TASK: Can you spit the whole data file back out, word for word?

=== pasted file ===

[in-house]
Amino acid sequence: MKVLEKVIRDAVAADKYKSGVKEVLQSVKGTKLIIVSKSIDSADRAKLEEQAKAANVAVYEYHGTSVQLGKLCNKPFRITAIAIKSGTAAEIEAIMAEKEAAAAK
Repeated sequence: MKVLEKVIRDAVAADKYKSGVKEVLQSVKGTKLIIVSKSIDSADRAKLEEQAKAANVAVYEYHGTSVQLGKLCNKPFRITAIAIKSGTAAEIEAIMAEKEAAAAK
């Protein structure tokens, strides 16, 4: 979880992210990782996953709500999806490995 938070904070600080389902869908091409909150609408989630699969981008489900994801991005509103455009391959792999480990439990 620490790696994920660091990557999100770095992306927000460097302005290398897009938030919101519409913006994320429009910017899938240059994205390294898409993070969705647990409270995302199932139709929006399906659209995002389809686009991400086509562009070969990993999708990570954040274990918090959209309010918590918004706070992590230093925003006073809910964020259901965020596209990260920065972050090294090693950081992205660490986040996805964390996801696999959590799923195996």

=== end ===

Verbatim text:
[in-house]
Amino acid sequence: MKVLEKVIRDAVAADKYKSGVKEVLQSVKGTKLIIVSKSIDSADRAKLEEQAKAANVAVYEYHGTSVQLGKLCNKPFRITAIAIKSGTAAEIEAIMAEKEAAAAK
Repeated sequence: MKVLEKVIRDAVAADKYKSGVKEVLQSVKGTKLIIVSKSIDSADRAKLEEQAKAANVAVYEYHGTSVQLGKLCNKPFRITAIAIKSGTAAEIEAIMAEKEAAAAK
């Protein structure tokens, strides 16, 4: 979880992210990782996953709500999806490995 938070904070600080389902869908091409909150609408989630699969981008489900994801991005509103455009391959792999480990439990 620490790696994920660091990557999100770095992306927000460097302005290398897009938030919101519409913006994320429009910017899938240059994205390294898409993070969705647990409270995302199932139709929006399906659209995002389809686009991400086509562009070969990993999708990570954040274990918090959209309010918590918004706070992590230093925003006073809910964020259901965020596209990260920065972050090294090693950081992205660490986040996805964390996801696999959590799923195996």